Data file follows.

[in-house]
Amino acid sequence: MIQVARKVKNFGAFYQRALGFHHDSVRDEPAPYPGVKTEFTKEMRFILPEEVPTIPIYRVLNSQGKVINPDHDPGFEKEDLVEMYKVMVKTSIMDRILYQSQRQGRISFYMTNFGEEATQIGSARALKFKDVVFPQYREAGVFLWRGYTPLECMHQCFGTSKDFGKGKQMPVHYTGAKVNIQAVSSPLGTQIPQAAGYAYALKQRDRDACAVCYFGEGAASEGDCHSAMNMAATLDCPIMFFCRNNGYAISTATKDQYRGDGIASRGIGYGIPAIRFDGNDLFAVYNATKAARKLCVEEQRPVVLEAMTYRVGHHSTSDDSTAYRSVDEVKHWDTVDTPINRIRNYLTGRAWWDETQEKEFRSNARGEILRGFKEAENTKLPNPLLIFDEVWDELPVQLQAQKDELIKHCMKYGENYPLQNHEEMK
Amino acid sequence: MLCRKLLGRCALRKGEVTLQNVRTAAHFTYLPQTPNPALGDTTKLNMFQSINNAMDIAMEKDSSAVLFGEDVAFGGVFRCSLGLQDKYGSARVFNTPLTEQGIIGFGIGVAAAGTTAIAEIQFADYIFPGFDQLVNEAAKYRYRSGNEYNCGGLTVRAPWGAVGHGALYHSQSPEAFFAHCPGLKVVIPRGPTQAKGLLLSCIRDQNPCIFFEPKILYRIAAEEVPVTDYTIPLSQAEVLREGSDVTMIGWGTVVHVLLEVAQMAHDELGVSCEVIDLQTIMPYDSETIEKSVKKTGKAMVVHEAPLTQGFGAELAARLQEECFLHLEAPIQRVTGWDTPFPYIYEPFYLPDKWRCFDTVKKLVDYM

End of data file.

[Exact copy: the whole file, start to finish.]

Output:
[in-house]
Amino acid sequence: MIQVARKVKNFGAFYQRALGFHHDSVRDEPAPYPGVKTEFTKEMRFILPEEVPTIPIYRVLNSQGKVINPDHDPGFEKEDLVEMYKVMVKTSIMDRILYQSQRQGRISFYMTNFGEEATQIGSARALKFKDVVFPQYREAGVFLWRGYTPLECMHQCFGTSKDFGKGKQMPVHYTGAKVNIQAVSSPLGTQIPQAAGYAYALKQRDRDACAVCYFGEGAASEGDCHSAMNMAATLDCPIMFFCRNNGYAISTATKDQYRGDGIASRGIGYGIPAIRFDGNDLFAVYNATKAARKLCVEEQRPVVLEAMTYRVGHHSTSDDSTAYRSVDEVKHWDTVDTPINRIRNYLTGRAWWDETQEKEFRSNARGEILRGFKEAENTKLPNPLLIFDEVWDELPVQLQAQKDELIKHCMKYGENYPLQNHEEMK
Amino acid sequence: MLCRKLLGRCALRKGEVTLQNVRTAAHFTYLPQTPNPALGDTTKLNMFQSINNAMDIAMEKDSSAVLFGEDVAFGGVFRCSLGLQDKYGSARVFNTPLTEQGIIGFGIGVAAAGTTAIAEIQFADYIFPGFDQLVNEAAKYRYRSGNEYNCGGLTVRAPWGAVGHGALYHSQSPEAFFAHCPGLKVVIPRGPTQAKGLLLSCIRDQNPCIFFEPKILYRIAAEEVPVTDYTIPLSQAEVLREGSDVTMIGWGTVVHVLLEVAQMAHDELGVSCEVIDLQTIMPYDSETIEKSVKKTGKAMVVHEAPLTQGFGAELAARLQEECFLHLEAPIQRVTGWDTPFPYIYEPFYLPDKWRCFDTVKKLVDYM